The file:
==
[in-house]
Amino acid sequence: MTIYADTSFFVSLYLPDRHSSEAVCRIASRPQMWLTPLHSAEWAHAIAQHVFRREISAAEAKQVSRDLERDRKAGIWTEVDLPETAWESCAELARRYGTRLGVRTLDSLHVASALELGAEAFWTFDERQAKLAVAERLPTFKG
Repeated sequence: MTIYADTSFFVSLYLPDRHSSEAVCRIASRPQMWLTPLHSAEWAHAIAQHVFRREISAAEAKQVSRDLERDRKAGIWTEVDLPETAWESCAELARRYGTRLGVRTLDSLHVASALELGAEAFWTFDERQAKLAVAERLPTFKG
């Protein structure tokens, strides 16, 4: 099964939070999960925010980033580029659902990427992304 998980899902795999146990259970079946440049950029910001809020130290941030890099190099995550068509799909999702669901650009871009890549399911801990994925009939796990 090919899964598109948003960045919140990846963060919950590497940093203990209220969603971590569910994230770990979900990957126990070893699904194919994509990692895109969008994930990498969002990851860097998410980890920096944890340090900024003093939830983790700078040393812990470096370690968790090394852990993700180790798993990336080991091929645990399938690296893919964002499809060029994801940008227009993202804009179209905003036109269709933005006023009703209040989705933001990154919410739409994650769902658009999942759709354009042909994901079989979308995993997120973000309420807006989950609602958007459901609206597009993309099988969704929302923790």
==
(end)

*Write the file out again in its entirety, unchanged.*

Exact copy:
[in-house]
Amino acid sequence: MTIYADTSFFVSLYLPDRHSSEAVCRIASRPQMWLTPLHSAEWAHAIAQHVFRREISAAEAKQVSRDLERDRKAGIWTEVDLPETAWESCAELARRYGTRLGVRTLDSLHVASALELGAEAFWTFDERQAKLAVAERLPTFKG
Repeated sequence: MTIYADTSFFVSLYLPDRHSSEAVCRIASRPQMWLTPLHSAEWAHAIAQHVFRREISAAEAKQVSRDLERDRKAGIWTEVDLPETAWESCAELARRYGTRLGVRTLDSLHVASALELGAEAFWTFDERQAKLAVAERLPTFKG
């Protein structure tokens, strides 16, 4: 099964939070999960925010980033580029659902990427992304 998980899902795999146990259970079946440049950029910001809020130290941030890099190099995550068509799909999702669901650009871009890549399911801990994925009939796990 090919899964598109948003960045919140990846963060919950590497940093203990209220969603971590569910994230770990979900990957126990070893699904194919994509990692895109969008994930990498969002990851860097998410980890920096944890340090900024003093939830983790700078040393812990470096370690968790090394852990993700180790798993990336080991091929645990399938690296893919964002499809060029994801940008227009993202804009179209905003036109269709933005006023009703209040989705933001990154919410739409994650769902658009999942759709354009042909994901079989979308995993997120973000309420807006989950609602958007459901609206597009993309099988969704929302923790």